Still no answer. Maybe. I’m still not ready to say. Let’s think some more. Now I’m going to ask you a question. Which are you most likely to catch on that fourth card, a deuce, or an ace? We’re assuming that there are no aces or deuces exposed or implied in opposing hands.

Good. You’re right, you’re more likely to catch an ace, because there are three of those unaccounted for, but only two deuces. OK, now let’s assume we start with the seemingly preferred 2♣ 2♦ A♥ and catch an ace on the fourth card, which is 50 percent more likely than a deuce. Look, there it is, A♠ . Our hand is now 2♣  2♦  A♥  A♠ with the two aces exposed. Now you can occasionally make an argument that with aces up or a small three-of-a-kind, you’d rather just win the pot outright. That way, you can stack whatever profit you’ve earned so far without risk. That’s not a bad point, and clearly aces up or three deuces comes closer to falling within that argument than three queens. But in most cases you do want weaker hands to continue to play against you when you hold aces up or better. Often, you don’t want flush draws and straight draws to stay, but sometimes — contrary to popular theory — you do want them to stay. We’ll save that topic for another day, OK?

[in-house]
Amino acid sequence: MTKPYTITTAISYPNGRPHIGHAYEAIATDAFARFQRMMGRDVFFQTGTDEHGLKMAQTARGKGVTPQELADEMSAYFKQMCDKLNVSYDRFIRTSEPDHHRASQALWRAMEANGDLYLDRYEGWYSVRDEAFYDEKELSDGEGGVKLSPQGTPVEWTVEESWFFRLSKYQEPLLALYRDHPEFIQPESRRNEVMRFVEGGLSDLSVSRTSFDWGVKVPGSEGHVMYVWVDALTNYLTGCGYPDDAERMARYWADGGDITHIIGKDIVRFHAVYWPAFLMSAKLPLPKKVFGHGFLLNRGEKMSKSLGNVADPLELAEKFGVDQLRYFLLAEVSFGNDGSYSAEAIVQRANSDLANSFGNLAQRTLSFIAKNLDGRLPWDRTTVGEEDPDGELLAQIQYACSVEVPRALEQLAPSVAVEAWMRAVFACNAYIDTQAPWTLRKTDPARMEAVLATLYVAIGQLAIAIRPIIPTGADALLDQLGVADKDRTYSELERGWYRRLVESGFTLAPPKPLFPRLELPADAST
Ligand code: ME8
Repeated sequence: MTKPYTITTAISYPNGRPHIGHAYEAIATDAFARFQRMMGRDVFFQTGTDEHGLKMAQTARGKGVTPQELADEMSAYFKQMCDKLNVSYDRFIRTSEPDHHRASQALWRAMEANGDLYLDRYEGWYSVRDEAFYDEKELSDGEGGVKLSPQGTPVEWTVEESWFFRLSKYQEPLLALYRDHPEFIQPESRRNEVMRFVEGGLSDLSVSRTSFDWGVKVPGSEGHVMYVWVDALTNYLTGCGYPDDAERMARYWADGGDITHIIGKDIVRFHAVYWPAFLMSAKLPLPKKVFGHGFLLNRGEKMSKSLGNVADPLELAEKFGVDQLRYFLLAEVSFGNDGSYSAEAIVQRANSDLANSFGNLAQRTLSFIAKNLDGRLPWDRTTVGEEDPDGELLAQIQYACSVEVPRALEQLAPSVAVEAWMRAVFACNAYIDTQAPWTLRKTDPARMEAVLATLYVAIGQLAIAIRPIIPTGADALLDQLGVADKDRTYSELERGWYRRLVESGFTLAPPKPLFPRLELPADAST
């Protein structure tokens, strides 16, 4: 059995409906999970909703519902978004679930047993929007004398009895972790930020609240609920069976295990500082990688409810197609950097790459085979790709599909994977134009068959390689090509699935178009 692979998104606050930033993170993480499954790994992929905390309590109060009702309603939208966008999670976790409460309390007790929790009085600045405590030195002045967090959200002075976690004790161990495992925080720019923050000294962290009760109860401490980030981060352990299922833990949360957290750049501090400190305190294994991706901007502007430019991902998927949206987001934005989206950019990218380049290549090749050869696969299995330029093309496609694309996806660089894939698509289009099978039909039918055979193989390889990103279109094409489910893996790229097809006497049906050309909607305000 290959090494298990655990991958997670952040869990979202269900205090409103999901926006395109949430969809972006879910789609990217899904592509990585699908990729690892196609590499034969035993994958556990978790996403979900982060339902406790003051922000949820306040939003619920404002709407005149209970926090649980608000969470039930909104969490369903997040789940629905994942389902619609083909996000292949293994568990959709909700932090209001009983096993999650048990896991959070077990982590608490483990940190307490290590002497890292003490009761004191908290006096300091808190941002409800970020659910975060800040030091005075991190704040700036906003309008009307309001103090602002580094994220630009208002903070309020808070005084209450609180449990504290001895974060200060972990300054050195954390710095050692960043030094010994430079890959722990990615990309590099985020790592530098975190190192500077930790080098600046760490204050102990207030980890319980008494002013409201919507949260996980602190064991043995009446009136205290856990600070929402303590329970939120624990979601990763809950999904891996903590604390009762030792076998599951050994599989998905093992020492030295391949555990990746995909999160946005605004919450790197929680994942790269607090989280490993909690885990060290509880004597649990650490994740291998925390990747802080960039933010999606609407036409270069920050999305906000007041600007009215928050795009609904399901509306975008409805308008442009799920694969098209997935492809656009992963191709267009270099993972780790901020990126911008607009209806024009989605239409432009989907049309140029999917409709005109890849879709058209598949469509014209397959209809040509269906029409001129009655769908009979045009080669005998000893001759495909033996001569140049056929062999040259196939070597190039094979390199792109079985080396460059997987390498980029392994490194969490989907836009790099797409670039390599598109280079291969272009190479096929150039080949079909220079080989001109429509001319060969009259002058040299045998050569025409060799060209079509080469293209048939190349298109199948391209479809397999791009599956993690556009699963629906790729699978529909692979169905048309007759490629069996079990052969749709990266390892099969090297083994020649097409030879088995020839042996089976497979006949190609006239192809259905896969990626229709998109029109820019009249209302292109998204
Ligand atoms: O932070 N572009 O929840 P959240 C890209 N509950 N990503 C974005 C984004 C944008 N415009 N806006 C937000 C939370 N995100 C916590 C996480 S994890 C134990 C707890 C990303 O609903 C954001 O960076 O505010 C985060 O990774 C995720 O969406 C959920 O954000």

For the sake of this discussion, we are assuming you will be better off if players call against your three deuces, than if they pass. So, now, let me ask you another question.

How much better is it to catch a deuce, making three-of-a-kind, than an ace, making aces-up? Think hard. You’re right. It’s not any better at all. In fact, it’s sometimes worse! Why worse? First, of all, as you’ve probably already decided by now, there’s no real difference between reaching a showdown with three deuces than with aces-up. Aces up will beat everything three deuces will beat, except bigger aces up. It’s unlikely that anyone will have or make aces up, since you haven’t seen any other aces, and there are only two of them left in the deck. Sure, it’s possible, and it will happen, but aces over deuces is almost as likely to be the best hand as three deuces.

Pick a hand. Now that we’ve said that, and now that we’ve agreed you want your opponents to stay in and not fold against your three deuces, let’s take a small, logical leap. Let’s assume we also want them to stay against aces-up. Fine.